S.J. Quinney College of Law Professor Bob Keiter was quoted in Outside Magazine in a story titled, “Who Controls Alaska’s Waterways.”
Last month, after years of appeals, the U.S. Supreme Court agreed to hear Sturgeon’s case. Sturgeon v. Masica will determine whether and how the Department of the Interior will be able to regulate waterways on the millions of acres of federal land governed by the Alaska National Interest Lands Conservation Act of 1980, or ANILCA. ANILCA, passed during the Carter administration, protected 104 million acres of new or expanded national parks, refuges, and other federal land in Alaska, with the provision that state, tribal, and private inholdings within the areas would not be subject to certain federal regulation. Who controls the waterways within these lands, however, is contested.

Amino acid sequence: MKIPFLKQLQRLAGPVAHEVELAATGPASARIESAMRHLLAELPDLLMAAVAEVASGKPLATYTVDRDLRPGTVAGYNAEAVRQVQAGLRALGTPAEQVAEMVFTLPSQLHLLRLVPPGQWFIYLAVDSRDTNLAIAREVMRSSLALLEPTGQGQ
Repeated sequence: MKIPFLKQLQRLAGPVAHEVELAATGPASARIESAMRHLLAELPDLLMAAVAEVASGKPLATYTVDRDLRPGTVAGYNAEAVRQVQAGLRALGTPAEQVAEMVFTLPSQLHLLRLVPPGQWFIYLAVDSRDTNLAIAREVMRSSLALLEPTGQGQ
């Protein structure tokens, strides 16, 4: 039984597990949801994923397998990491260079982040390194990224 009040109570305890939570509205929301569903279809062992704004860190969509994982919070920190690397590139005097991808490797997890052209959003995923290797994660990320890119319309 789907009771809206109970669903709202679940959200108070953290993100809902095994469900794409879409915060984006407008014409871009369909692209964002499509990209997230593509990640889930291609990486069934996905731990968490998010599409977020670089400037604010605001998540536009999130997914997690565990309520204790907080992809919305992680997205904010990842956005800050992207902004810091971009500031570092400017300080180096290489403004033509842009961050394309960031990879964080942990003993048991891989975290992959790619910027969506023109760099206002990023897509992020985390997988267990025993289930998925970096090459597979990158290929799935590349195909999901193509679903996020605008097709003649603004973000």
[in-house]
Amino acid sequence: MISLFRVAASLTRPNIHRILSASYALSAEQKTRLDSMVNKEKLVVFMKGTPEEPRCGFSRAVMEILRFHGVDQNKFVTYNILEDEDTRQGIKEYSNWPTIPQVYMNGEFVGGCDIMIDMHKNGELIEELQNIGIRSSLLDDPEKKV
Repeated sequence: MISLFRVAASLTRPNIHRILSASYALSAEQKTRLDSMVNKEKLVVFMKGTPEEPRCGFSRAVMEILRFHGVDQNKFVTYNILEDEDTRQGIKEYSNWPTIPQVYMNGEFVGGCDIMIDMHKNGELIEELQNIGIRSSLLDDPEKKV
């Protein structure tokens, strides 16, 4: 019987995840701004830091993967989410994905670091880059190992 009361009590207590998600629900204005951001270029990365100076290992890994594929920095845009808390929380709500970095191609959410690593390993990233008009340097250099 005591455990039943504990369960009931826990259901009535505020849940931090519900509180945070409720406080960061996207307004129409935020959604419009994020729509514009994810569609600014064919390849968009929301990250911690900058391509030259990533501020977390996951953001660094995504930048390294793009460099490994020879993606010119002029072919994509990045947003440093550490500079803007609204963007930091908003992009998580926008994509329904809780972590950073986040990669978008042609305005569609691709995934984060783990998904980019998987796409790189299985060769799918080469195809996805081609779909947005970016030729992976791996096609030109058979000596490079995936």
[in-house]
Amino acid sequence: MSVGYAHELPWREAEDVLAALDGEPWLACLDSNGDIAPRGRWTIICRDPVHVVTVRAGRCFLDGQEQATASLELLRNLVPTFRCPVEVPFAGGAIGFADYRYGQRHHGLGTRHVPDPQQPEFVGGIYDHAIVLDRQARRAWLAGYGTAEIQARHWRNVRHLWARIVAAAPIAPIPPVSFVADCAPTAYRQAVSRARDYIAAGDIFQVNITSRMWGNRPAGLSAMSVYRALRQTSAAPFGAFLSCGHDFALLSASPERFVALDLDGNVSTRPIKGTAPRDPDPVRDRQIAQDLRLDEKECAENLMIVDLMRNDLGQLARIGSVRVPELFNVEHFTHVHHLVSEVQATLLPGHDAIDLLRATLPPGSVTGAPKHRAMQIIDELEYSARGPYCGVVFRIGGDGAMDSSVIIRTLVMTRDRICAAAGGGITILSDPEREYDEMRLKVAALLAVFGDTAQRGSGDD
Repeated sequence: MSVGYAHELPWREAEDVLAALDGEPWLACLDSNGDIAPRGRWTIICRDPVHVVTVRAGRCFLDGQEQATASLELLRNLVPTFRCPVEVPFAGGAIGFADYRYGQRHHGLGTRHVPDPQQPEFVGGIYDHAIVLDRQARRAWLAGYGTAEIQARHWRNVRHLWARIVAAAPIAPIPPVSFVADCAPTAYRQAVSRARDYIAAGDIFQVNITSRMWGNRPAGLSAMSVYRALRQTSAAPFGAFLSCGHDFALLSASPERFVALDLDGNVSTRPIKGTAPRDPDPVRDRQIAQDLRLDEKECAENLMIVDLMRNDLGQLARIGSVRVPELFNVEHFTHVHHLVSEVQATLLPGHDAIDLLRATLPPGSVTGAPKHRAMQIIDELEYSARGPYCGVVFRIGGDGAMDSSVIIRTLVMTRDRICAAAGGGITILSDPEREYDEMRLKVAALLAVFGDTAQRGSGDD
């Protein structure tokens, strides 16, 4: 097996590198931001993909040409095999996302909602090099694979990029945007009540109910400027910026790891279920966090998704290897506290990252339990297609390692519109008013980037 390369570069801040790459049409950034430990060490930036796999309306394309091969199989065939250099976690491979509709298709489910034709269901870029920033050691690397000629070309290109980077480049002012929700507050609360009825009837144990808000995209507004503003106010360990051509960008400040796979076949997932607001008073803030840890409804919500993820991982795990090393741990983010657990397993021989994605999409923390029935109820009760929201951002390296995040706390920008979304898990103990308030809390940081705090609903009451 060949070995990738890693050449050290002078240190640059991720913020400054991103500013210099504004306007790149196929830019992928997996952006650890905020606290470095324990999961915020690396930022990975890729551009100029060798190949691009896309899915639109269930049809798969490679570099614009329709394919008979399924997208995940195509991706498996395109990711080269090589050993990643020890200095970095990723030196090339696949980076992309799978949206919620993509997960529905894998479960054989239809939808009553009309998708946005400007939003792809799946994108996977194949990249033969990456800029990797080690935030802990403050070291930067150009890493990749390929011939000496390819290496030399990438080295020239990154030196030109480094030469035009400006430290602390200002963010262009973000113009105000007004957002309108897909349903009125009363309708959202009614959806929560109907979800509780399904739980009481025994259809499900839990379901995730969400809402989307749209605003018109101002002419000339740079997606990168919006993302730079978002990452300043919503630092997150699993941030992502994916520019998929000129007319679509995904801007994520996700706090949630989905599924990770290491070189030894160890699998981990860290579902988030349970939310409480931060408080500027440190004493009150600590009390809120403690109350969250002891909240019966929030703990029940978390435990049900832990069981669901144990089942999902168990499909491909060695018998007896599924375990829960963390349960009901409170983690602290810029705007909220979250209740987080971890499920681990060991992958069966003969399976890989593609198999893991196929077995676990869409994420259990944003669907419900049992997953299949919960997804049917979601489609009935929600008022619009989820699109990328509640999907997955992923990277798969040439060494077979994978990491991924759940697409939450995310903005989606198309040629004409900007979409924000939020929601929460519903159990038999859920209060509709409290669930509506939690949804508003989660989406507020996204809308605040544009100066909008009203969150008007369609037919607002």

“It is something of a puzzle to me why the Supreme Court decided to [review this case]”, says Bob Keiter, a law professor and public lands expert at the University of Utah. The high court, he says, usually takes cases that lower courts are split over, or which have high stakes and national implications. None of those conditions really apply here. Instead, they may have agreed to hear arguments because ANILCA deals with such a huge amount of federal land.